How can a 4 year old process cancer? They have seen this gigantic "boo-boo" and keep asking if it is getting better. Well, yes. And no. I mean, it's sort of been cut away. But the threat is still there. Cancer cells might be lurking and they must be DESTROYED. First there has to be another surgery to check the lymph nodes. And in order to really destroy those cancer cells, this means chemo. And chemo means that I will probably look MUCH worse and feel even worse before I really get better. I think it must be so confusing to them because I always feel confused.

A 4 year old gets a boo-boo and we offer a Band-aid and maybe some Neosporin. Then it heals quickly and we can take away the Band-aid. But with cancer, it just isn't that easy. Though I'd like to think that I got the "easy cancer", I'm really starting to wonder if any cancer is easy? It certainly doesn't feel easy.

And I know that the kids think this whole thing is probably pretty ridiculous. Odd schedules. Meals from people they have never met. Some visitors they don't really remember from prior contact. We've had more people in and out than we have had since the first year (and they don't remember that at all). As much as we would like to keep things "normal," they aren't (and now there is a schedule-change since the school year ended). It will take some time to get back to some sort of "normal" routine. I'd expect that maybe in a year we will be settling back into life as it was before? Yet I guess it will never be as it was.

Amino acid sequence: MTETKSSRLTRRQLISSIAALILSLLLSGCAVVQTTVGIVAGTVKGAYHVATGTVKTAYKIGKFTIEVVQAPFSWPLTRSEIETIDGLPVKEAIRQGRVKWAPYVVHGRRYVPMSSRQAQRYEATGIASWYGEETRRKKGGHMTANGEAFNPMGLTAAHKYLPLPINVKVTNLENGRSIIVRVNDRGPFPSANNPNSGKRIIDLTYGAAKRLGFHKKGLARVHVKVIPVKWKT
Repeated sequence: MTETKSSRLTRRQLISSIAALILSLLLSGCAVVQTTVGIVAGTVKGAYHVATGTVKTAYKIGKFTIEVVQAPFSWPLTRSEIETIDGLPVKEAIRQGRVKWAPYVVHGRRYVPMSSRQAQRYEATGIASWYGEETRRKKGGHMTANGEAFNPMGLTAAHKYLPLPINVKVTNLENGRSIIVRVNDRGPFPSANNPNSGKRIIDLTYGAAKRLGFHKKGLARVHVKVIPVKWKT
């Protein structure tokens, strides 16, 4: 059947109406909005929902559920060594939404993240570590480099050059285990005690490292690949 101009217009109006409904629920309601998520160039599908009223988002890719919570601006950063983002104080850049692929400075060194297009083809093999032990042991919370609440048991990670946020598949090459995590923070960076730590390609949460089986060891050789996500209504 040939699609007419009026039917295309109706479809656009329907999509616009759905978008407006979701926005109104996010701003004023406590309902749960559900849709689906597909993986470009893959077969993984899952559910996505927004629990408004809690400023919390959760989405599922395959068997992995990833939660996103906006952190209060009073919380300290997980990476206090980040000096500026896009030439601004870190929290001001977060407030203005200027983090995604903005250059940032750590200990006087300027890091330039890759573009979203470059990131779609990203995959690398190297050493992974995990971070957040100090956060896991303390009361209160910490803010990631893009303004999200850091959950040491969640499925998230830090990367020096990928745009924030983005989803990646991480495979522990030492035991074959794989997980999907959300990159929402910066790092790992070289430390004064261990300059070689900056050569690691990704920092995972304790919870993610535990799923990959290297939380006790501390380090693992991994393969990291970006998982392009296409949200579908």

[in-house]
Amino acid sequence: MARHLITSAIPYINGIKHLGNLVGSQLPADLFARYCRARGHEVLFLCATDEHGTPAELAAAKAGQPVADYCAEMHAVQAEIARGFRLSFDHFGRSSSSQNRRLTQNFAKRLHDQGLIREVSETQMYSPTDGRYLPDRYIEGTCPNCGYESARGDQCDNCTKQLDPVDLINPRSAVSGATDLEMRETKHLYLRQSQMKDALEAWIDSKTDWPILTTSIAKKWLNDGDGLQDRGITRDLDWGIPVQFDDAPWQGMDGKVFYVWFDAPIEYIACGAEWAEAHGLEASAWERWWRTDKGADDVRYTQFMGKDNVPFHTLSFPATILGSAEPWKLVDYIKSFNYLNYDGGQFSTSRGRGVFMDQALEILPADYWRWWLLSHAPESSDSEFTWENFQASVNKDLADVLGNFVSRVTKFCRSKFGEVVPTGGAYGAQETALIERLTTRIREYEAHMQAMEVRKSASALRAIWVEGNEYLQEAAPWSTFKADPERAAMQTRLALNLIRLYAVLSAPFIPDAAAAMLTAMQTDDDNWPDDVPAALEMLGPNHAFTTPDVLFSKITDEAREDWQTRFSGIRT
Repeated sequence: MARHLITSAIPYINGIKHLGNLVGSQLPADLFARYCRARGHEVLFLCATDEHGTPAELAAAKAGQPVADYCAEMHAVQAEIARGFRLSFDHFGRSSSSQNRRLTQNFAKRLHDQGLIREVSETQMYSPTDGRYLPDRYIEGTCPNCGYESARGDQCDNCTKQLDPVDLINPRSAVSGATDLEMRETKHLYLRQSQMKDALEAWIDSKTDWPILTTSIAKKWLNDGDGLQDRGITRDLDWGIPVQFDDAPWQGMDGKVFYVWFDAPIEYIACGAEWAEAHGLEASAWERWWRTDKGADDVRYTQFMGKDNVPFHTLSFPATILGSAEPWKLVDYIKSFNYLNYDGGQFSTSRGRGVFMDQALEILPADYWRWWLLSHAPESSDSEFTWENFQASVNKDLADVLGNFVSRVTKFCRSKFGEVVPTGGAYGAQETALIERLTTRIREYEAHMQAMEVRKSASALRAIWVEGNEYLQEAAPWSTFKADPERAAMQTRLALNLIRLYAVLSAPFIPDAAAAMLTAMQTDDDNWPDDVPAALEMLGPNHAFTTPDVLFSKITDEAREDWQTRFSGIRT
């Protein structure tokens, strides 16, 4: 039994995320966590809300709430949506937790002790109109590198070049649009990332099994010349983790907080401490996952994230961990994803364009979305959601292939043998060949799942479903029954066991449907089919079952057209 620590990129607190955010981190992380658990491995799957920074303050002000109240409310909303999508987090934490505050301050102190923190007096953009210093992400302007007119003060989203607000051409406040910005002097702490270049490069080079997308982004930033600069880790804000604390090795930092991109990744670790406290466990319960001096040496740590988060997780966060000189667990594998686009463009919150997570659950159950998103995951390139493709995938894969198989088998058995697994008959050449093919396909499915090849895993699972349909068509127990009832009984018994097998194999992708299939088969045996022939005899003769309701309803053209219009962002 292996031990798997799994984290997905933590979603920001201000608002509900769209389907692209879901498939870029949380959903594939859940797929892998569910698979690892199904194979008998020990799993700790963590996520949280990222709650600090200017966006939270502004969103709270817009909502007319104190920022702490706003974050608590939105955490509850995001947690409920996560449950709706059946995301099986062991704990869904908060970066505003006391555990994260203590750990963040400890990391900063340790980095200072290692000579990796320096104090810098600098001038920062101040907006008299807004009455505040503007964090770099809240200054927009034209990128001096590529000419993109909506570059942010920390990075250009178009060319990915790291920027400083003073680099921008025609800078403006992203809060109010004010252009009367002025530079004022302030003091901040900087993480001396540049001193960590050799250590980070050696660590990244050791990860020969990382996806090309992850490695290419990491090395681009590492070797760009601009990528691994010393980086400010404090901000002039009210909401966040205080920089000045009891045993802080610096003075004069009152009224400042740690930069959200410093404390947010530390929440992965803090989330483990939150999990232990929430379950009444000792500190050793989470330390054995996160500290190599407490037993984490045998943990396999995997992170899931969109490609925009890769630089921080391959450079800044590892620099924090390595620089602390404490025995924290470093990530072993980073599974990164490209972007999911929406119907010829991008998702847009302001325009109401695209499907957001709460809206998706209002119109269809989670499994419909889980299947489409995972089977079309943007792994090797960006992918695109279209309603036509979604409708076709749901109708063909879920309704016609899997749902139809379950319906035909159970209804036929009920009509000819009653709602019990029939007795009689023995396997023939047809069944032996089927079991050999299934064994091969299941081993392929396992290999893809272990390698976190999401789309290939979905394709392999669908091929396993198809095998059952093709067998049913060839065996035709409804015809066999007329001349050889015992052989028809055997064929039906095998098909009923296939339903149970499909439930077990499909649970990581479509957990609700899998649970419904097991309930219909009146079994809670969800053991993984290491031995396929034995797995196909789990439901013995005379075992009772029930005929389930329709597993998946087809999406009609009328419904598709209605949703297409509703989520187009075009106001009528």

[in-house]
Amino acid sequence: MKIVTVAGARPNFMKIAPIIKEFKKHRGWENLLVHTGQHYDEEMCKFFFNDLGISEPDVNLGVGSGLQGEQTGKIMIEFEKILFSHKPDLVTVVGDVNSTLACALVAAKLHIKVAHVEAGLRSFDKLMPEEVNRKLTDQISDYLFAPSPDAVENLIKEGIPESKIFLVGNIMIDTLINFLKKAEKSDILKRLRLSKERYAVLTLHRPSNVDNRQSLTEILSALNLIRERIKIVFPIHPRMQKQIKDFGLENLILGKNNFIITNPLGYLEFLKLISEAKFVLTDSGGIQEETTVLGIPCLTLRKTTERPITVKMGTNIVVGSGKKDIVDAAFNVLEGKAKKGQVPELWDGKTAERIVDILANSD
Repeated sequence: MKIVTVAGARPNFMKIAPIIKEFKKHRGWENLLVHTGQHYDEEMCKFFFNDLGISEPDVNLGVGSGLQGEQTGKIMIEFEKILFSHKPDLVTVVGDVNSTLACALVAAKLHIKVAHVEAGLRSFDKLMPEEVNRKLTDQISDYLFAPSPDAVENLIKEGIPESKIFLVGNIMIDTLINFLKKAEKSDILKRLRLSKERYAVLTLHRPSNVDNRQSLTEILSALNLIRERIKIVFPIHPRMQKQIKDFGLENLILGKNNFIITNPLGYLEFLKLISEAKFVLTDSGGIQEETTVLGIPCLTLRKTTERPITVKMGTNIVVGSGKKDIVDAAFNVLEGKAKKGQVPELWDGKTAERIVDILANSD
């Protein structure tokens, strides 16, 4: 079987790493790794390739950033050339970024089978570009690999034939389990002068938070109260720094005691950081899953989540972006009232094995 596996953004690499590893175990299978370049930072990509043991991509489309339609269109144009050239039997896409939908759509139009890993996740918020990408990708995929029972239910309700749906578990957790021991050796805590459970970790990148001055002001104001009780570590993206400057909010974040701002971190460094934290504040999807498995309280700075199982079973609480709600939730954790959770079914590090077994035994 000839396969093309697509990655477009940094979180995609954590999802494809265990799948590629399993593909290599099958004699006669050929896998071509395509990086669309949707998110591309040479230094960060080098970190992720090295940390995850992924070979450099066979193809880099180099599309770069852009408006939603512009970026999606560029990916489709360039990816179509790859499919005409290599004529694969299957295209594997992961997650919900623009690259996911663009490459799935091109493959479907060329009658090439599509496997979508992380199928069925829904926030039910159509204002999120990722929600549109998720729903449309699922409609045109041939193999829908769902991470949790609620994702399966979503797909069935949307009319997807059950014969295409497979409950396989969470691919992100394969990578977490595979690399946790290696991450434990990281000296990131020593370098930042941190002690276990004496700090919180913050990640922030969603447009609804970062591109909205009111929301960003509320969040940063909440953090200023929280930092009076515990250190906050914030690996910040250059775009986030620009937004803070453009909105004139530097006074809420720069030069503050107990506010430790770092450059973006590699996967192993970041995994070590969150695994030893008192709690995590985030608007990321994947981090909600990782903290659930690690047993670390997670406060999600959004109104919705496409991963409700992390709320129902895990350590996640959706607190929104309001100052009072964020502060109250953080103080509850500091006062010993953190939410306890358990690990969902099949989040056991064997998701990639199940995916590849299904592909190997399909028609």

Cancer changes you. It changes your outlook. Your perspective is different. Priorities are rearranged. Plans are suddenly different or even cancelled. Life is definitely not going to be "normal" ever again for me. I hope that it WILL be normal for them. I'm counting on them to be resilient and barely remember this time. I'm praying that this will be just a blip on their "timeline" so that it just doesn't cause long-term issues.

I can tell that I am rambling so I am going to shut it down for the night. I would like to be selfish and ask for prayers for me - I need sleep tonight. I was very restless last night and stayed busy today getting bills paid, negotiating payment schedules with various medical facilities, getting laundry done and just getting prepared to be back in the surgery-recovery mode for a couple of weeks. And I'd like to ask for prayers for my little ones. Please pray for peace for their little hearts and minds and I pray that they will find a lot of joy this week/weekend with Barb and Jerry and not be worried at all about anything else.

Thanks so much and peace to all of you, friends.

Monday, May 21, 2012

Update: Still Feeling Cancer-iffic

My follow-up appt was last Wednesday, May 16th. It went really well, except for the fact that we already knew there was cancer in one of the four lymph nodes removed. The good news is that the radiation plans have been scratched. There were no cancer cells detected in the chest muscle that was removed (near the larger tumor). Initially, they thought that this tumor was so close to the chest wall that I would need radiation in order to be sure that they "get it all." So I should note that there are BIG AMENS going up for that news.